Genital mutilation as an expression of power structures: ending FGM through education, empowerment of women and removal of taboos.

  title={Genital mutilation as an expression of power structures: ending FGM through education, empowerment of women and removal of taboos.},
  author={Emanuela Finke},
  journal={African journal of reproductive health},
  volume={10 2},
  • E. Finke
  • Published 1 August 2006
  • Medicine
  • African journal of reproductive health
swelled by a further 3 million girls each year. Female genital mutilation (FGM) (the term in common usage internationally) is practised in 29 African countries and in Yemen, Oman and Indonesia; it has been imported to the industrialised countries by certain groups of immigrants from these countries. All forms of FGM are irreversible and cause various kinds of physical and mental harm and complications. German Development Cooperation (DC) has devised successful approaches to ending the practice… 

Educating about female genital mutilation

  • Victoria HolmesR. FarringtonP. Mulongo
  • Sociology
    Education for primary care : an official publication of the Association of Course Organisers, National Association of GP Tutors, World Organisation of Family Doctors
  • 2017
The importance of sharing experiences and expertise across health and social care professionals as well as working in partnership with culturally sensitive Non-Governmental Organisations is highlighted.

Female genital mutilation and reproductive health in Africa.

  • F. Okonofua
  • Psychology
    African journal of reproductive health
  • 2006
The results indicate that the complexity of the persistence of FGC and RI goes far beyond being explained by subconscious patriarchal and maternalistic actions, related to socially constructed concepts of normality, female identity, tradition and religion in a “silent” culture between men and women.

Female Genital Cutting in Africa: The West and the Politics of ‘Empowerment’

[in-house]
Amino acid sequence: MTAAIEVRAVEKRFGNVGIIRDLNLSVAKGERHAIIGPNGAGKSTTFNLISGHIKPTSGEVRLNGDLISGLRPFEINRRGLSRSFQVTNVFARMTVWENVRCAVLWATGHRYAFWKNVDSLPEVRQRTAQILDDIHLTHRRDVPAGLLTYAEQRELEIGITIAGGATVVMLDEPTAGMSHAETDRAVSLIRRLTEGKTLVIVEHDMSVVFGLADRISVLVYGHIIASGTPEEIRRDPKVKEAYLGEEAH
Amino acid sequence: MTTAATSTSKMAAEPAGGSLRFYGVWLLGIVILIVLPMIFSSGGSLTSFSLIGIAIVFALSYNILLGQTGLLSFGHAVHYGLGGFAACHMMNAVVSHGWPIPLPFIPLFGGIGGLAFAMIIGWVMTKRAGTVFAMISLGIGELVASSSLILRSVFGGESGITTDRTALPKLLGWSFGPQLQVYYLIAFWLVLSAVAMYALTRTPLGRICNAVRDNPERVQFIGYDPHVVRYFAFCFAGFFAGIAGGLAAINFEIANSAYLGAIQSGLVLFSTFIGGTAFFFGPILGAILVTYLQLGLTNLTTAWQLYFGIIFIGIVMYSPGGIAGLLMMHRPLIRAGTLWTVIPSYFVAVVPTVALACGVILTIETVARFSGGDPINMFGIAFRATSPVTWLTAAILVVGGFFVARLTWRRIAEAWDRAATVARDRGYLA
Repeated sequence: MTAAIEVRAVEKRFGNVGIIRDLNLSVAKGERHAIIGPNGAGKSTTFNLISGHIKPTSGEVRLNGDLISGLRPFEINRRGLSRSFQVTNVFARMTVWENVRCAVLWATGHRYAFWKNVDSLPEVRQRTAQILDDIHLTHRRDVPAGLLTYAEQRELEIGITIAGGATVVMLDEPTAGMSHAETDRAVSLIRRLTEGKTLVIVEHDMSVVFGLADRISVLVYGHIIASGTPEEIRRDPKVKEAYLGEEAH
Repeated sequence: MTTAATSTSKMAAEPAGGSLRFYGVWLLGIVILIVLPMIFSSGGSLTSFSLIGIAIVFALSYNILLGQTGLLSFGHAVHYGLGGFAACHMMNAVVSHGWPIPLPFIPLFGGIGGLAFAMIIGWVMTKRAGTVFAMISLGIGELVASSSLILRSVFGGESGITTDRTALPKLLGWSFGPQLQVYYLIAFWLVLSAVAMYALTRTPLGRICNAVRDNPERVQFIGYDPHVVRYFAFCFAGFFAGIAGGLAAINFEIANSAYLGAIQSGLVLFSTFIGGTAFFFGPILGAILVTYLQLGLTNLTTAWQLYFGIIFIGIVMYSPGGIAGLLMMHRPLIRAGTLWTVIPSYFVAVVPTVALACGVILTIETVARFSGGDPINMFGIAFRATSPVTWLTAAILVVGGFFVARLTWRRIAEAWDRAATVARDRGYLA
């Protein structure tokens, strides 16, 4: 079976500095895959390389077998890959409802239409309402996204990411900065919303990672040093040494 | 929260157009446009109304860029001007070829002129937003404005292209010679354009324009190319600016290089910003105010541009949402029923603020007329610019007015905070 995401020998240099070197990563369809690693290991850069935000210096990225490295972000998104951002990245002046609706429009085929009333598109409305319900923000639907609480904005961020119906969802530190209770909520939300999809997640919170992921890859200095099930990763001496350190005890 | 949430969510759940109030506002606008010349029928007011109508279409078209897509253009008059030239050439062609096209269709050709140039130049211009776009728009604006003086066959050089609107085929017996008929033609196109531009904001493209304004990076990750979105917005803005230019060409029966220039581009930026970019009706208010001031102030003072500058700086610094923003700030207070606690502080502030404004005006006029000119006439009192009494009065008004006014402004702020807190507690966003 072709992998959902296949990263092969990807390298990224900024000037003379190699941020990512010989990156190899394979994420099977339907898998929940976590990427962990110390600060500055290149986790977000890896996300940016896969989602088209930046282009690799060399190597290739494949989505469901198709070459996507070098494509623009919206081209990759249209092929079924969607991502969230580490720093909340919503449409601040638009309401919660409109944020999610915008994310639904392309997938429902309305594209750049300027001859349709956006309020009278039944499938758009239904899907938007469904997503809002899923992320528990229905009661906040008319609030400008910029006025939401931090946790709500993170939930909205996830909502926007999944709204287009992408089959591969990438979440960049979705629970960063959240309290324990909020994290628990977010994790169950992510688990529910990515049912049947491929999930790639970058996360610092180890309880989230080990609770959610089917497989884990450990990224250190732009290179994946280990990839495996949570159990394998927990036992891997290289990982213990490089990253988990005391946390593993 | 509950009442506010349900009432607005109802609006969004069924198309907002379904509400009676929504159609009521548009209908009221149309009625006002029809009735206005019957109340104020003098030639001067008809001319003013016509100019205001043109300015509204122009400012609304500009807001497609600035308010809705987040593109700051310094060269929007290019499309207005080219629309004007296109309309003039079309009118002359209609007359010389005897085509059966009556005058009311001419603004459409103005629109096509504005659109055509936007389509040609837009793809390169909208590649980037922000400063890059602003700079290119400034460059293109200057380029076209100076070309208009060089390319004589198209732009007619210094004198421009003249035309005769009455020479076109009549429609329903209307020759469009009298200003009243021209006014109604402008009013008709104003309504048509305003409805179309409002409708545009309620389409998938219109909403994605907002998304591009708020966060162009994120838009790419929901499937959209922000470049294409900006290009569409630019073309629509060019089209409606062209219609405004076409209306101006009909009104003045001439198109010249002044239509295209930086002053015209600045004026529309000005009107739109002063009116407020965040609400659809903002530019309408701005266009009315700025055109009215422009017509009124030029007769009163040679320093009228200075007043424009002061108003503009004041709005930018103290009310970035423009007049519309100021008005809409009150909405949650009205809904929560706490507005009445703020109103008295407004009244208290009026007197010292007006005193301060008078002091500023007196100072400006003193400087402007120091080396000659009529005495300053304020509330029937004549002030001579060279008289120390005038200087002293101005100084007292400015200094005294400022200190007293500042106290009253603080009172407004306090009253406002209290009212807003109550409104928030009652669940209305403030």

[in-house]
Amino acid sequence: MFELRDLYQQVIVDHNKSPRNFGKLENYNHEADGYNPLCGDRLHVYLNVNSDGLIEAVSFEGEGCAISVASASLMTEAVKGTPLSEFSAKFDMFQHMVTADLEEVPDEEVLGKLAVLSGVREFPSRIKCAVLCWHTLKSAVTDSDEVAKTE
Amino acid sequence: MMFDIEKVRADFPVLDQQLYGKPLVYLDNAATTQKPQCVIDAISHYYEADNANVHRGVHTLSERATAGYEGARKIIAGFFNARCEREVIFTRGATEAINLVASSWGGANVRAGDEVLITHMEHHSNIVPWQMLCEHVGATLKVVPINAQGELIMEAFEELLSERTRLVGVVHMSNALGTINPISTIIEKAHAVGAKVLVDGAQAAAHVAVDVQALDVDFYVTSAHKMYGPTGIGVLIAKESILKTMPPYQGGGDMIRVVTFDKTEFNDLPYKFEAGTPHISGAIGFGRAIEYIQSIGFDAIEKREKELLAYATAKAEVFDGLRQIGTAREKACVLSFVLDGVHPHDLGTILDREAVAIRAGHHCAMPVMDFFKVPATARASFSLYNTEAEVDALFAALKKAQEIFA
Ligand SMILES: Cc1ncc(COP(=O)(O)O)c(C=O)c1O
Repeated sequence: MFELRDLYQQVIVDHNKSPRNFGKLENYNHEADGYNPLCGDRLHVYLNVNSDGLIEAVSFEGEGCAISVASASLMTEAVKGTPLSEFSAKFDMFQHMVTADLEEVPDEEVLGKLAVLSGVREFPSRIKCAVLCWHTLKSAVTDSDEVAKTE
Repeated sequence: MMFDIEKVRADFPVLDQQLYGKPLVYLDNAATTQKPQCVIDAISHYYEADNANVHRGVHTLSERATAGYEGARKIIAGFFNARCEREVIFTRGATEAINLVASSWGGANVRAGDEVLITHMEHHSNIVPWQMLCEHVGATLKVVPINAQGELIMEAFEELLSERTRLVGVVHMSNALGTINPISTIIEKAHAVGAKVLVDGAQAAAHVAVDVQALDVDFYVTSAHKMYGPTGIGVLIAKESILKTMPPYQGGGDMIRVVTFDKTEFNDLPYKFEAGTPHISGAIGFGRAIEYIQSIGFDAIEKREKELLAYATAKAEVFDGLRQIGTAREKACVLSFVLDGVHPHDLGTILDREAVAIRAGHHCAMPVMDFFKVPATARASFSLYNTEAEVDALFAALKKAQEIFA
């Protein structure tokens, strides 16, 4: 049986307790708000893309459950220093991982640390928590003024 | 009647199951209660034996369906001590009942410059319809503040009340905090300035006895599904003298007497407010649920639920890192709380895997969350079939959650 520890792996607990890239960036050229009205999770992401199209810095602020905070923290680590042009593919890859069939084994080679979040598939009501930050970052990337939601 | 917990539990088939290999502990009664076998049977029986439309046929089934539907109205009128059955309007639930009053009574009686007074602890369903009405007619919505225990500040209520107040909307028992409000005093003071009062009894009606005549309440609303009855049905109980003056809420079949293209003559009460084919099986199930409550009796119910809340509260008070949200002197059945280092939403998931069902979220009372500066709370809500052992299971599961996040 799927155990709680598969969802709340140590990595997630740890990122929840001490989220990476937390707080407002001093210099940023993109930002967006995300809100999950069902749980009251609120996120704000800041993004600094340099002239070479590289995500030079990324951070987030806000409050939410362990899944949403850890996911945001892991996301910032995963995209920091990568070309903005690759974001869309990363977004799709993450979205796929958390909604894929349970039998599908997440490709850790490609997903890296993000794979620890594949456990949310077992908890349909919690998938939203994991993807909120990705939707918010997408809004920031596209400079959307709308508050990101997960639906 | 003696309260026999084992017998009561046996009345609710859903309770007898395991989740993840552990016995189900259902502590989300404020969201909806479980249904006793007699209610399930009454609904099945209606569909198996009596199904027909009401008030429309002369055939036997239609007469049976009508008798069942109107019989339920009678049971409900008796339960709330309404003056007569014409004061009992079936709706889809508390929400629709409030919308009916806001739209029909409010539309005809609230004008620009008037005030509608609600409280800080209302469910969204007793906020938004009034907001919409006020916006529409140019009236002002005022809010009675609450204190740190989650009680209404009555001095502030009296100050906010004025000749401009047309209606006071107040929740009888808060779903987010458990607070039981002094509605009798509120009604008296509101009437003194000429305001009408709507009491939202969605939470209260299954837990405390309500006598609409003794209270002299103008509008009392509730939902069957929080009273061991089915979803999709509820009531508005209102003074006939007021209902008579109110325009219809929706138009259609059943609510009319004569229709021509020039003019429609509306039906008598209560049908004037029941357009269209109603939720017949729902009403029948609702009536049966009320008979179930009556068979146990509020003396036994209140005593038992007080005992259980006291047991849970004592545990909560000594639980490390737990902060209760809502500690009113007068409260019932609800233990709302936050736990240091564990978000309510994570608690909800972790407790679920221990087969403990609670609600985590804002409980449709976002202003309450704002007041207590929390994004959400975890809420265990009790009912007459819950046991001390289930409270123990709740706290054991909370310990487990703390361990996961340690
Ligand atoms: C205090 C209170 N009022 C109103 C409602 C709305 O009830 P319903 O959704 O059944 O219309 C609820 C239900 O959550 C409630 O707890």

Female Genital Cutting (FGC), “the partial or total removal of the external genitalia, or other injury to the female genital organs for non-medical reasons” (Berg and Denison 2013:837), has become

A Decolonizing Methodology for Health Research on Female Genital Cutting

In this article, critical perspectives including postcolonial feminism, African feminism, and intersectionality are presented as having decolonizing methodological potential whereby the Western

What makes a woman? Understanding the reasons for and circumstances of female genital mutilation/cutting in Indonesia, Ethiopia and Kenya.

The clear links between the different drivers of FGM/C in each setting demonstrate the need for context-specific strategies and interventions to create long-lasting change.

Histories of pervasive gender-based violence in asylum-seeking women who have undergone female genital mutilation or cutting.

Few studies have described the broader experience of survivors of female genital mutilation or cutting (FGM/C) who have sought asylum in the United States. To gain a better understanding of their

What Makes a Woman? Case Studies Documenting The Reasons for and Circumstances of Female Genital Mutilation/Cutting in Indonesia, Ethiopia and Kenya

The study reveals how the changing legal and social contexts in each setting bring about changes in the tradition of FGM/C resulting in medicalization in Indonesia, a lowered age of cutting for girls in Kenya and the increasingly underground practice of Fgm/C in Ethiopia.

How can approaches aimed at preventing Female Genital Mutilation be improved and developed using participatory methods with second-generation young people in the UK?

Background: There is considerable interest in Female Genital Mutilation (FGM) at global level, and within the United Nations Development Programme Sustainable Development Goals (SDGs), goal 5.3 aims

Impact of age on harm risks of Female Genital Mutilation: analysis of Demographic and Health Surveys

This paper confirms previous evidence that FGM is harmful, and explores four of the medical problems caused by Female Genital Mutilation: excessive bleeding; infection; urination problems; and swelling.